Priest who said future of Church rested on family rosary dies

Thwaites-440x293A Jesuit priest who inspired Catholics across the country has died at the age of 95.

Fr Hugh Thwaites converted from Anglicanism to Catholicism following his experience as a prisoner of the Japanese during the Second World War and later became a Jesuit priest.

He was a strong supporter of the Extraordinary Form Mass and the Legion of Mary, and he linked the abandonment of the rosary with a loss of faith, writing: “If we want in any way to be like Jesus, we must do what His Mother asks. If we do not, can we expect things to go right? We cannot with impunity disobey the Mother of God.”

Following his conversion, Fr Thwaites was passionate about evangelisation and he was renowned for asking people: “Are you a Catholic?” and then adding: “But you would like to be, wouldn’t you?” He also once compared the Anglican Church to “whisky with three parts water”, while saying Catholics were “straight out of the bottle”.

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Nigerian Woman Writes to Melinda Gates: We Don't Need Your Contraception

nigeria 2mother-childObianuju Ekeocha, a 32-year-old Nigerian woman, has written an inspirational letter. For the past six years she has been living and working as a biomedical scientist in Canterbury, England. Most of her family and many friends still live in Nigeria.

She is active in her parish and says she is grateful to God for the graces she receives as she serves the Church.

She praises Catholic radio in America, specifically the programs of Teresa Tomeo and Al Kresta, for keeping her "informed and inspired in all the things that 'matter most,'" and for providing her with a Catholic world view.

She said she was inspired to write an open letter to Melinda Gates after learning of Gates' move to inject $4.6 billion worth of contraceptive drugs and devices into her homeland.

"The worst part is that no one in Africa (meaning the average African woman or man) knows that Melinda is about to bequeath us her 'legacy' which can and most probably will stifle love and life in our continent," she said.

She is hoping Melinda Gates will hear her "as the voice of the African woman."

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A quiet space to talk to God

chapel-greenPrayer, says Pope Benedict is our personal contact with God. Only this real, constant relationship gives us the strength to live every event, especially the most suffered moments of our lives. He urged people not to ‘takes holidays’ from their daily conversation with God, even if in an increasingly frenetic world it is difficult to find the time, the space and the right concentration for prayer.

Instead, the Pope suggested Wednesday, we should learn from St Dominic Guzman, whose spiritual life inspired The Nine Ways of Prayer – basically a step by step guide to prayer, from our physical attitude before the Lord to our ability to orientate our whole person towards God.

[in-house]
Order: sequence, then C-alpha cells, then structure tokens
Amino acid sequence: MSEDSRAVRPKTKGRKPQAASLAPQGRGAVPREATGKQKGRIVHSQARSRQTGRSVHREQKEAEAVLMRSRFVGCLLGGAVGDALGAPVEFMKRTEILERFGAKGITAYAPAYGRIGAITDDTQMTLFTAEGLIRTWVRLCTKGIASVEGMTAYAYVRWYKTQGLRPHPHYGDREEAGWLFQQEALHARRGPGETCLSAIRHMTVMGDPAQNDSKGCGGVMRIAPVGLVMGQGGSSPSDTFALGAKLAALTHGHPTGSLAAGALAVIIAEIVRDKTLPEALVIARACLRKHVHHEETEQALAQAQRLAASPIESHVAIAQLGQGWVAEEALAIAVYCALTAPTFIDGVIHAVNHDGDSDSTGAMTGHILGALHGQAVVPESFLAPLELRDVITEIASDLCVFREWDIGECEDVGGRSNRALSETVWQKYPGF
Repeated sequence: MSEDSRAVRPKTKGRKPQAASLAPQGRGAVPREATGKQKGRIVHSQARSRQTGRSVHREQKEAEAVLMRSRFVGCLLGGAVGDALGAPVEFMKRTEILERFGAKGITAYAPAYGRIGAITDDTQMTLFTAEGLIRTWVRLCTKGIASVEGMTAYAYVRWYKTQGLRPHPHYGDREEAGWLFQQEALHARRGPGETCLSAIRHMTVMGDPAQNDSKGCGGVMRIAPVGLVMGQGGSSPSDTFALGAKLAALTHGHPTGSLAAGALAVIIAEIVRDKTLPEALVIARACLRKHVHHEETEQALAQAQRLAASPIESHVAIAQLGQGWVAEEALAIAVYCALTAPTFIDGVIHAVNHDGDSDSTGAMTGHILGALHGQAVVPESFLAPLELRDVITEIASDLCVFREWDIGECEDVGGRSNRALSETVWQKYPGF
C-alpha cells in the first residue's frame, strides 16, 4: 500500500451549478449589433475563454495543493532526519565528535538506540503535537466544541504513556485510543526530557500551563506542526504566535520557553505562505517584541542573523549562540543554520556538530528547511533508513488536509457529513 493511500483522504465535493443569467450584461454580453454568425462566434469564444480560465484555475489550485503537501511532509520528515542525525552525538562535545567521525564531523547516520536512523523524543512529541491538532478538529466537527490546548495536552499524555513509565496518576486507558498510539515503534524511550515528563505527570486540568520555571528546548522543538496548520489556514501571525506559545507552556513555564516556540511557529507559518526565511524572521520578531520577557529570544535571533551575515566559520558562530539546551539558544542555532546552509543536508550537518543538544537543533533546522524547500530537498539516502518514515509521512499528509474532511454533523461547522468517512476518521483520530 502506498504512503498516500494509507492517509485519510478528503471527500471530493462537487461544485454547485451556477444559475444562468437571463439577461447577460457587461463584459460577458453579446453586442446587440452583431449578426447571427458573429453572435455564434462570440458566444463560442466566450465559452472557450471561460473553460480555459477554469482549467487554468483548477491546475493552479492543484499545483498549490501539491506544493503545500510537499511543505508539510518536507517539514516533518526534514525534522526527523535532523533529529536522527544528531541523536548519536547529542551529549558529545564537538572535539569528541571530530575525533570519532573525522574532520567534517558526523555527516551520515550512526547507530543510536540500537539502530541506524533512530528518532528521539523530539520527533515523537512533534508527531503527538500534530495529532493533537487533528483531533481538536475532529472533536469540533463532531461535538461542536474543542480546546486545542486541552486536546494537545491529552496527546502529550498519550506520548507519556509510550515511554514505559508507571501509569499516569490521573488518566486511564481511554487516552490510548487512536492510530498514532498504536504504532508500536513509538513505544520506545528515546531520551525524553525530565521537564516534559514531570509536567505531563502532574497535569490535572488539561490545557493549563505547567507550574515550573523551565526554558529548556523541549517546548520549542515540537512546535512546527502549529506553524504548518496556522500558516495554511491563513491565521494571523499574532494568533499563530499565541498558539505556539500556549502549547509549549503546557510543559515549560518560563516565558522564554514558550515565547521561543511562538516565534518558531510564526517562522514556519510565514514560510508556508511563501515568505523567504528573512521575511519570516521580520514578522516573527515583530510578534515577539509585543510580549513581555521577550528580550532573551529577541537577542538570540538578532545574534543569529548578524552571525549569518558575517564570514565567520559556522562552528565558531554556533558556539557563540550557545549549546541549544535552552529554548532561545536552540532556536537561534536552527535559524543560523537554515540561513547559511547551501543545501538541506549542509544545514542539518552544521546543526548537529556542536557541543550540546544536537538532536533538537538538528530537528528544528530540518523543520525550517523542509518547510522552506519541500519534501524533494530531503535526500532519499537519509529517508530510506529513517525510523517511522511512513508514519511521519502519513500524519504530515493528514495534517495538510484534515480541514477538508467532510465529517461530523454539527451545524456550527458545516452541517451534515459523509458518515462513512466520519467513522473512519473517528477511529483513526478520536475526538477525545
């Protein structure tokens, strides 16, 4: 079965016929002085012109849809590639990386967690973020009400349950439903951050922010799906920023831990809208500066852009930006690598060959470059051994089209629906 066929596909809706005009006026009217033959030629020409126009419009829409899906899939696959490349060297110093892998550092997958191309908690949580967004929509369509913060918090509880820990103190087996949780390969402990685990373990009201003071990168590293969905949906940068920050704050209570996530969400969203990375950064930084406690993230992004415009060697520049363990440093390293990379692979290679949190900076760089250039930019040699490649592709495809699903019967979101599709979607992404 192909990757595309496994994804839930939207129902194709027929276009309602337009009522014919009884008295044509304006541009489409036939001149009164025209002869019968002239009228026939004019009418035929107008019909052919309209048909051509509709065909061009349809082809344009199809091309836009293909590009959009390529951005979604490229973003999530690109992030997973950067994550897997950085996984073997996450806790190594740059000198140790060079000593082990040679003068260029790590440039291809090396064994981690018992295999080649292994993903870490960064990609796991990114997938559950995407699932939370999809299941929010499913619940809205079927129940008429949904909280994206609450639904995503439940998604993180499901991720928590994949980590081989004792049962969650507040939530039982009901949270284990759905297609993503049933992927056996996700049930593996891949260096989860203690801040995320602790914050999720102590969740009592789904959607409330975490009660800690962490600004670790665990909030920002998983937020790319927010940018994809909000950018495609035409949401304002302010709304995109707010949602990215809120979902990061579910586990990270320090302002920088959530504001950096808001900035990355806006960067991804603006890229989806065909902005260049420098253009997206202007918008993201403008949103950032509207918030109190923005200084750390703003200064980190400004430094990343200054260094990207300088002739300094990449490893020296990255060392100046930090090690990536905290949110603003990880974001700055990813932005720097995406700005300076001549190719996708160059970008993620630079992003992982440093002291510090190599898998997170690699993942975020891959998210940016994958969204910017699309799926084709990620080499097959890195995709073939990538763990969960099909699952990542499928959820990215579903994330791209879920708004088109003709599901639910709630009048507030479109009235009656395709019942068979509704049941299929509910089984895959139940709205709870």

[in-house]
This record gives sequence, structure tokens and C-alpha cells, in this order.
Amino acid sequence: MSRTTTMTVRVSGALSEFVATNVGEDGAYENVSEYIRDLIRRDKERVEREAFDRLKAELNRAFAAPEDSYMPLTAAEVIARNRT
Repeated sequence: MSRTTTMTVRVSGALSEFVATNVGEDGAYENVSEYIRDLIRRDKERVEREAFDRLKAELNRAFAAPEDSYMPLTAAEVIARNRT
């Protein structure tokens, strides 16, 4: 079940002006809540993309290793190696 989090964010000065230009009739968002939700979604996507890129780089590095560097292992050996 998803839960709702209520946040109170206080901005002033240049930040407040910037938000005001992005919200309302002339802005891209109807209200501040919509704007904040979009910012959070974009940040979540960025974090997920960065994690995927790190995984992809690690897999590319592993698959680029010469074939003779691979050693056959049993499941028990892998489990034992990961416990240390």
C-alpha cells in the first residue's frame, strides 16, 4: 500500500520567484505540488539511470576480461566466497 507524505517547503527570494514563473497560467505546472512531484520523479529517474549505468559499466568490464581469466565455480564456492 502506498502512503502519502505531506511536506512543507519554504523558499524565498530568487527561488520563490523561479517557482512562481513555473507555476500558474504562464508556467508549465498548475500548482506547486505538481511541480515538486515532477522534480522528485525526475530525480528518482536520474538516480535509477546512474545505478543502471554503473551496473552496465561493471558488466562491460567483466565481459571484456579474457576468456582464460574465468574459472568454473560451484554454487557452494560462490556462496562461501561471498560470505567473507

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Ten Catholic heroes of the Holocaust

memorialThere are many Catholic heroes of the Holocaust. Poland, a country which suffered grievously under the Nazis in the Second World War, for instance, alone produced more than 4,000 people who have been recognised as Righteous Among Nations by Yad Vashem, the Holocaust remembrance authority in Jerusalem.

Some of these inspirational figures have become world-famous because of their heroism. We only have to think of St Maximilian Kolbe, for instance, or Edith Stein or even Oskar Schindler.

Just over a year ago Pope Benedict XVI declared his predecessor, Pope Pius XII, to be Venerable, meaning the Church believes he lived a life of heroic virtue. Much of this was played out in the war years when the Catholic Church saved nearly a million Jewish people from the Holocaust, more than all the other international relief organisations put together.

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Our Lady of Quito Prophesy, Complete Restoration

virgin-quito-statueOur Lady of Quito prophesied that in the 60s there would be spiritual catastrophe in the Church; then, through the faith of the just, a ‘complete restoration’. But first, there would be a total corruption of morals in society; this would affect the Church, too.

I was leafing through the current issue of The Flock, the newsletter of Pro Ecclesia et Pontifice, (available here) when I came across an article by the redoubtable Mrs Daphne McLeod about Our Lady of Quito—otherwise known as Our Lady of Good Success—who appeared several times to Mother Mariana, Abbess of the convent of the Immaculate Conception in Quito, Ecuador, at the end of the sixteenth and the beginning of the seventeenth centuries.

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